When she found out where the National Community Health Awareness winter conference would be this year—Maui—we knew it was fate: We owed Ami a trip to the island.
The landing gear lowers; the plane crosses the coastline and then sweeps over the lush landscape of the island. I glance down my row to where Ami has reached across the aisle to hold Lucas’s hand. It’s fitting that her first time in Maui should be with someone who adores her with as much devotion as he does.
And it’s fitting that this time Olive and I are headed to Maui, I’ve got a real ring in my pocket.
• • •
DAY TWO AND IT TOOK some convincing to get Ami to agree to go zip-lining. For one, it wasn’t free. And also, zip-lining essentially requires jumping from a platform, trusting the harness, and flying through the air while hoping there really is a platform on the other side. For a woman like Ami, who relishes keeping a stranglehold on all of the variables possible at any given moment, zip-lining isn’t ideal.
But it’s one of the few things Olive and I didn’t get to do on our first trip, and my girlfriend would hear no dissent. She did the research for the best location, bought the tickets, and now ushers us up to the platform for our first jump with a no-nonsense wave of her hand.
“Step right up,” she says.
Ami peers over the edge of the platform and then immediately takes a step back. “Wow. It’s high.”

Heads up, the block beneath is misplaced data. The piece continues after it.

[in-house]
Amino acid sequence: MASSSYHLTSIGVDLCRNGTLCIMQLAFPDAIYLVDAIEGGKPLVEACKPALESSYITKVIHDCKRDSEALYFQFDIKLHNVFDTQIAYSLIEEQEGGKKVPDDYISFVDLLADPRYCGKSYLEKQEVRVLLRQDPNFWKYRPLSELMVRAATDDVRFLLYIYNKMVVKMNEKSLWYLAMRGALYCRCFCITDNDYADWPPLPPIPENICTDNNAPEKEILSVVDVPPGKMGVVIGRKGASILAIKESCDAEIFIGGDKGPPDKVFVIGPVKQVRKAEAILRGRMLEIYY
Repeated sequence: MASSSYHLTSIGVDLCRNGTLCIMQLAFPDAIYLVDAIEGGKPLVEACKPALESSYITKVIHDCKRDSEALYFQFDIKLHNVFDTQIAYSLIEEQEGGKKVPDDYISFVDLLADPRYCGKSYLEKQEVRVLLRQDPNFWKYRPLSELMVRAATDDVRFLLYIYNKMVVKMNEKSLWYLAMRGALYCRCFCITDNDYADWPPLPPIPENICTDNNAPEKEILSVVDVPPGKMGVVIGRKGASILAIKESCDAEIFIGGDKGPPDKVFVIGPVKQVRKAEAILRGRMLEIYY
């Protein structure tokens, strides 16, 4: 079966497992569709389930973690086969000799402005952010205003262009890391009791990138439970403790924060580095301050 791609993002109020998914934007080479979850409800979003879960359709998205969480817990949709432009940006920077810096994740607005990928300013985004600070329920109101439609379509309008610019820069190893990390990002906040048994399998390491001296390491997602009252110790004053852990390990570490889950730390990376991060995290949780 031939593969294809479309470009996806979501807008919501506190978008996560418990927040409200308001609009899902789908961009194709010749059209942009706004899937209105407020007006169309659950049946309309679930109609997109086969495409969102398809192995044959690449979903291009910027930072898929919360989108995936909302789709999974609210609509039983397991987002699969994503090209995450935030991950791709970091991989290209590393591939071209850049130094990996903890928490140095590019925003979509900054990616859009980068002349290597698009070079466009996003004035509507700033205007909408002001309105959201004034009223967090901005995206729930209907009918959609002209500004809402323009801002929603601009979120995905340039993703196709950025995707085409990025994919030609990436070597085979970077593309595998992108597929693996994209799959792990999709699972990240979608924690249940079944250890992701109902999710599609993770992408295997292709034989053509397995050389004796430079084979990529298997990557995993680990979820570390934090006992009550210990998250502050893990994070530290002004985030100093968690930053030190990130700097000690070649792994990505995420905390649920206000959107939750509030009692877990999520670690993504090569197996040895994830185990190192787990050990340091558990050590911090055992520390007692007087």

“That’s a good thing,” Olive reassures her. “It would be way less fun to do this from the ground.”
Ami stares flatly at her.
“Look at Lucas,” Olive says. “Lucas isn’t scared.”
He finds himself the object of all of our attention right as he’s adjusting himself in the harness.
Lucas gives her a little salute but I tilt my head. “Lucas probably isn’t scared because Lucas regularly goes skydiving.”
“You’re supposed to be on my team,” Olive growls. “Team Listen-to-Olive-Because-This-Will-Be-Fun-Damn-It.”
“I’m always on that team.” I pause and give her a winning smile. “But is it a good time to suggest a better team name? Or no.”
She stares me down, and I fight a smile because if I told her right now that with her blue shorts and white tank top, and the blue harness and yellow helmet they’ve given her, she looks like Bob the Builder, she would murder me with her bare hands and feed me to the creatures on the forest floor.
“Look, Ami,” she says, and her mouth curls into a delighted grin, “I’ll go first.”